Saad S. Hallak

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Appreciate the friends you have and consider those you might need.

 





People with rich social circles are said to live longer, have less stress in their lives, and be happier and more self-confident than individuals who try to fly through life solo. Is it any wonder then that you should be working to build strong friendships at every stage in your life?
 
When it comes to friendships, quantity counts. (Evolutionary anthropologist Robin Dunbar suggests humans can juggle 150 stable social connections at a time, and roughly fifty of those relationships would be classified as good friends.) But it’s not just the number of friends you have that matters. Turns out, you should heed the types of friends you have in your social circle as well. Having a diverse, well-rounded group of friends provides you with a strong support system and a range of social interactions that will help you lead a happy and healthy life. For advice on what types of friendships you should cultivate, read on.

THE CHILDHOOD BUDDY. The friends you made while you were in grade school are worth keeping around. Longtime pals share memories that span decades and help you remember the good old days, which research suggests will boost your overall happiness in life. Fortunately, you don’t have to let geographic boundaries stop you from reaping the rewards of this special relationship. If you no longer live near your childhood friends, just be sure to give them a call or send them an e-mail every few weeks to make certain you stay involved and interested in each other’s lives as the years go by.

THE CARETAKER.  You know the old saying, “Mom knows best”? Well, so does the caretaker in your group of friends. Let them dote on you because that’s what a caretaker does best, and doing so benefits them just as much as it does you. Plus, you’ll need him or her around to offer advice, bring soup over when you’re sick, and nurture you through the bad days, bad decisions, and bad breakups.

THE MENTOR.  Think of this friend as your personal life coach. A friend who also serves as a mentor will pass on his or her wisdom and offer you the pep talks you need. (For this reason, they’ll likely be older and more seasoned in the game of life than you are.) Utilize this relationship to get feedback and support when you are going through big life changes and in need of thoughtful and candid advice.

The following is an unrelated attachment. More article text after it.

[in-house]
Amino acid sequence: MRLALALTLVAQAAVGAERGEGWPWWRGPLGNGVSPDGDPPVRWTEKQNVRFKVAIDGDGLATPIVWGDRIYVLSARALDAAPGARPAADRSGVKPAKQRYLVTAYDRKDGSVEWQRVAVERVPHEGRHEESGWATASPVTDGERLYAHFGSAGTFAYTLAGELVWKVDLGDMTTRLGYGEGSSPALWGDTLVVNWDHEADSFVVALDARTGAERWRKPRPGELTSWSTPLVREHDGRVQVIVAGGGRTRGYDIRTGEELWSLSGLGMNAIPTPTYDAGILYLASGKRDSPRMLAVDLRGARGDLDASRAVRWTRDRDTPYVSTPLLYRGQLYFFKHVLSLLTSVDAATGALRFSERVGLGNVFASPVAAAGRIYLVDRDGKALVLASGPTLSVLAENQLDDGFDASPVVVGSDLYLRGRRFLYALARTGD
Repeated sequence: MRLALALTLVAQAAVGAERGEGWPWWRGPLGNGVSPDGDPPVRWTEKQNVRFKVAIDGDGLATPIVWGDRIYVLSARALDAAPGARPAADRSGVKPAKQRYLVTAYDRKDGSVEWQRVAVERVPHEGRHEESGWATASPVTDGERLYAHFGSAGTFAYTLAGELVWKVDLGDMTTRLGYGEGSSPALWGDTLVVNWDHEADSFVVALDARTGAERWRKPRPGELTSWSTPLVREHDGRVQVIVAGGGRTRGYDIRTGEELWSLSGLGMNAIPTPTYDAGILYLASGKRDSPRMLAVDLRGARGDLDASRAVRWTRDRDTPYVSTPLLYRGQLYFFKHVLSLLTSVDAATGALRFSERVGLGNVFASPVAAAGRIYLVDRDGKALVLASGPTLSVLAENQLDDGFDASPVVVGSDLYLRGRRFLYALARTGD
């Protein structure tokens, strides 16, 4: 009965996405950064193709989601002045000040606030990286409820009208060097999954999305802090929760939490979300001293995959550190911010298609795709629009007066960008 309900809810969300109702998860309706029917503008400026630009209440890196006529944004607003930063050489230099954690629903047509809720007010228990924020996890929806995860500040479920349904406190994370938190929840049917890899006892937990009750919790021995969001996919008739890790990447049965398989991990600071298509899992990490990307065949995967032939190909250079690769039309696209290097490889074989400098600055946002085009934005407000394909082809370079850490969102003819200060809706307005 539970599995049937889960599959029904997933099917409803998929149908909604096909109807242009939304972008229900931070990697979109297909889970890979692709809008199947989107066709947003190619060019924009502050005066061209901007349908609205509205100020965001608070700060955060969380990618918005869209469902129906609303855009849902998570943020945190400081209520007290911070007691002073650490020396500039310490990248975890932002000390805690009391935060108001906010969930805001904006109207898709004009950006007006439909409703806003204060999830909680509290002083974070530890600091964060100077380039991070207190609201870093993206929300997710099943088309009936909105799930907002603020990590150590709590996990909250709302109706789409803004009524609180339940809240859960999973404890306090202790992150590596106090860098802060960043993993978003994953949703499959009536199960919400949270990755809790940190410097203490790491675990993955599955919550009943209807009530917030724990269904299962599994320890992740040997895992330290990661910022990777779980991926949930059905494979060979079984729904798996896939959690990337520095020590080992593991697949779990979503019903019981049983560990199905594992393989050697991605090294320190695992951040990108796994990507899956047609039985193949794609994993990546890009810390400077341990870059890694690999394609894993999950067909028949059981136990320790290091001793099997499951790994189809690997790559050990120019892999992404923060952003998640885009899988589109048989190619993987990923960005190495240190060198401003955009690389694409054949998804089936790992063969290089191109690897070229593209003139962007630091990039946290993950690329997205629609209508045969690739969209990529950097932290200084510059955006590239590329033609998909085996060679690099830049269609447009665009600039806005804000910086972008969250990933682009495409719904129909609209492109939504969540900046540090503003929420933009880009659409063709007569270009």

THE WORK PAL. When you spend forty hours (or more) at work each week, it makes sense to seek some companionship during your office hours. Avoid getting buddy-buddy with your boss so there isn’t a conflict of interest when it is time for performance reviews and pay raises. Instead, seek out a colleague who is in a similar position as you and who shares some common interests as well. Whether you build your budding friendship by talking about sports and sitcoms or by chatting about life at the office, a workplace pal will make breaks, cafeteria lunches, and office parties much more enjoyable.  

THE ACTIVITY PARTNER. Whether you’re into racquetball, throwing pottery, or thrifting at antique malls, having a friend to share your hobbies with makes those activities more fun and more meaningful. If you have trouble finding someone who shares your interests, consider joining a group dedicated to your particular hobby. Who knows? Your new best friend might be the person doing downward dog on the yoga mat right next to yours. 
 
 
As Featured in Home By Design 
 
Information deemed reliable but not guaranteed.
All measurements are approximate.
Copyright 2014 Network Communications Inc.
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